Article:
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Strong Mayor, Top Cop Contract, More Oversight: How Council Would Change the Charter

Dallas is undergoing its once-a-decade review of its governing document. Now, we know the changes the City Council would make to how our local government runs.
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Councilmember Cara Mendelsohn wants to change Dallas’ form of government, giving the mayor the power that presently belongs to the city manager. Councilmember Adam Bazaldua would like to not have to wait for the mayor to call meetings into order. Councilmember Paul Ridley wants to double term lengths for the City Council from two years to four.

These are a few of the 17 amendments to the charter proposed by the mayor and council. Every 10 years, the city of Dallas opens up its governing document and lets residents submit changes. These proposed amendments get vetted by a review commission before heading to the City Council for a vote. Voters will weigh in on their decisions this November.

Council had until last Friday to submit their own amendments, which will be considered along with the eight from the public that the commission approved that have been winnowed down by Council. Six of the Council’s proposals involve modifying the powers of the mayor. Under Dallas’ council-manager form of government, the mayor’s true power comes in appointments. His is one of 15 votes, which means he must build a consensus to push through policy. It’s not like in Houston, whose new mayor immediately got to work ripping out streets projects supported by his predecessor because he can.

Bazaldua and Ridley both presented charter amendments to require the Council to vote on the mayor’s appointments to committees. Those are powerful positions that can shape and direct policy. It’s not uncommon for mayors to use the power to reward or punish their colleagues.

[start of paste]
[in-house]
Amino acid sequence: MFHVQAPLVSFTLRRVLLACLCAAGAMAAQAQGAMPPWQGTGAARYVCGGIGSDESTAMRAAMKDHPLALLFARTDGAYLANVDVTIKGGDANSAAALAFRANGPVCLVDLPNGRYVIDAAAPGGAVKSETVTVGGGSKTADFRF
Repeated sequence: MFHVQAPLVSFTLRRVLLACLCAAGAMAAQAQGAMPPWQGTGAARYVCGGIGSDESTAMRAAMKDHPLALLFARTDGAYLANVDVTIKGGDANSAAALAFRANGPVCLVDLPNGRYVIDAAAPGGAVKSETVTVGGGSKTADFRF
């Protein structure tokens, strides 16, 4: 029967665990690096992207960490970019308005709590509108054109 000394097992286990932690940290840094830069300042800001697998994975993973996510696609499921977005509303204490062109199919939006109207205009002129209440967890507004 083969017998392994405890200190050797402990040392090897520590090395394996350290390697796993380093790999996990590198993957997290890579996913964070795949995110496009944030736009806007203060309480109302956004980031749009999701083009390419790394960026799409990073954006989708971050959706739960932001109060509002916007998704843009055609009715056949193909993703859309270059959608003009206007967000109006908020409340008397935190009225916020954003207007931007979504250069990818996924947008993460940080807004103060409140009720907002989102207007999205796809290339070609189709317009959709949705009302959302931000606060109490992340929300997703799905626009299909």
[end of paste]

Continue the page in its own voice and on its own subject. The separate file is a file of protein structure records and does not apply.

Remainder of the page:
Ridley argues for Council approval for the mayor’s chair appointments in order to “eliminate confusion.” Bazaldua’s asks for the Council to ratify all committee appointments and gives the mayor a 60-day deadline to make them. Behind the scenes, multiple council members expressed frustration with how long it took the mayor to make his appointments. Johnson waited two months after the June runoff last year to announce his decision, which typically occurs within weeks of the election as it did in 2021.

“I’m just looking at the charter review process as an opportunity to make our government more efficient,” Bazaldua said in a text message. “I believe these recommendations would help accomplish that.”

Elsewhere, Councilmember Chad West proposes shifting the city’s general election date from May to November in odd-numbered years, then create four-year non-staggered terms for the Council and limit them to two terms. Mendelsohn also proposed eliminating the ability for members to run for their seats after being term-limited and sitting out for two years. Councilmember Tennell Atkins, for instance, reached his term limit in 2015 but ran again two years later and won. Mayor Eric Johnson would like the charter to allow for the police chief to be offered a contract, a response to last week’s scramble to keep Chief Eddie Garcia away from Houston and Austin.

As for the strong mayor push, voters rejected a pair of ballot initiatives to give the mayor additional powers in 2005. The commission discussed the idea in 2014 but did not offer it to Council for review. The same deal happened this year. Mendelsohn’s entry, which was first submitted by a resident but failed to win approval from the review commission, noted that “the elected mayor should have the power to operate the city as this person is elected by the citizens of the city.”

Council will first review the eight recommendations from the commission during its June 5 meeting, then it’ll go over these 17. The public amendments included a trigger clause for ranked-choice voting if it’s ever allowed by the state, salary increases for the mayor and Council, and changes to how appointments to boards and commissions work, among others. You can review those here, and the City Council’s below.

Correction: Councilmember Cara Mendelsohn directed staff to resurface a failed strong mayor amendment for consideration, but did not write it herself. The language has been changed to reflect this. 

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Matt Goodman

Matt Goodman

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Matt Goodman is the online editorial director for D Magazine. He's written about a surgeon who killed, a man who…
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